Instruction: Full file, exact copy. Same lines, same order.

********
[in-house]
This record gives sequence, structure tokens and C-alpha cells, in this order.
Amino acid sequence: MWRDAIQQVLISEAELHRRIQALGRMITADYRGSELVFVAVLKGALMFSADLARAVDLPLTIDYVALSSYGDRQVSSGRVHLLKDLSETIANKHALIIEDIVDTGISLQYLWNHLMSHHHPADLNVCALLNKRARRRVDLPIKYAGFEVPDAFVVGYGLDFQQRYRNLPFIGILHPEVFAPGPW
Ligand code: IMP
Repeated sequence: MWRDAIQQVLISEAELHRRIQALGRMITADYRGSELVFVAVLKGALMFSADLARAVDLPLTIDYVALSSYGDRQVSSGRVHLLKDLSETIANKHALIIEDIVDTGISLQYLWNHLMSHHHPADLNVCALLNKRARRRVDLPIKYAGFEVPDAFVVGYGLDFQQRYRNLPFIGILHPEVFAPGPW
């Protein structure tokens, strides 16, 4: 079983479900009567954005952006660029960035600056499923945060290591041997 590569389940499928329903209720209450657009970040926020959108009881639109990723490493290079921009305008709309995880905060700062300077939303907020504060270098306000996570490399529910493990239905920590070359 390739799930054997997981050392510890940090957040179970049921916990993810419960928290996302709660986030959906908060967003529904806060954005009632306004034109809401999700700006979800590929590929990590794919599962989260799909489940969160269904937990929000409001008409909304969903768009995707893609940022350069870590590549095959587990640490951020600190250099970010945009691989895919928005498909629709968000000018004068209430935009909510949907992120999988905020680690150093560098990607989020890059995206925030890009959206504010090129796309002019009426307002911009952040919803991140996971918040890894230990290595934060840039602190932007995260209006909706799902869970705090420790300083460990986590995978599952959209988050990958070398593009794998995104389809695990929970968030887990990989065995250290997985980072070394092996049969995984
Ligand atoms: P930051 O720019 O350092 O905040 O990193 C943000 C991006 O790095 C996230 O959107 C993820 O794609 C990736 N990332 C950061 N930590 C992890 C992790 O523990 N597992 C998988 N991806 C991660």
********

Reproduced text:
[in-house]
This record gives sequence, structure tokens and C-alpha cells, in this order.
Amino acid sequence: MWRDAIQQVLISEAELHRRIQALGRMITADYRGSELVFVAVLKGALMFSADLARAVDLPLTIDYVALSSYGDRQVSSGRVHLLKDLSETIANKHALIIEDIVDTGISLQYLWNHLMSHHHPADLNVCALLNKRARRRVDLPIKYAGFEVPDAFVVGYGLDFQQRYRNLPFIGILHPEVFAPGPW
Ligand code: IMP
Repeated sequence: MWRDAIQQVLISEAELHRRIQALGRMITADYRGSELVFVAVLKGALMFSADLARAVDLPLTIDYVALSSYGDRQVSSGRVHLLKDLSETIANKHALIIEDIVDTGISLQYLWNHLMSHHHPADLNVCALLNKRARRRVDLPIKYAGFEVPDAFVVGYGLDFQQRYRNLPFIGILHPEVFAPGPW
């Protein structure tokens, strides 16, 4: 079983479900009567954005952006660029960035600056499923945060290591041997 590569389940499928329903209720209450657009970040926020959108009881639109990723490493290079921009305008709309995880905060700062300077939303907020504060270098306000996570490399529910493990239905920590070359 390739799930054997997981050392510890940090957040179970049921916990993810419960928290996302709660986030959906908060967003529904806060954005009632306004034109809401999700700006979800590929590929990590794919599962989260799909489940969160269904937990929000409001008409909304969903768009995707893609940022350069870590590549095959587990640490951020600190250099970010945009691989895919928005498909629709968000000018004068209430935009909510949907992120999988905020680690150093560098990607989020890059995206925030890009959206504010090129796309002019009426307002911009952040919803991140996971918040890894230990290595934060840039602190932007995260209006909706799902869970705090420790300083460990986590995978599952959209988050990958070398593009794998995104389809695990929970968030887990990989065995250290997985980072070394092996049969995984
Ligand atoms: P930051 O720019 O350092 O905040 O990193 C943000 C991006 O790095 C996230 O959107 C993820 O794609 C990736 N990332 C950061 N930590 C992890 C992790 O523990 N597992 C998988 N991806 C991660």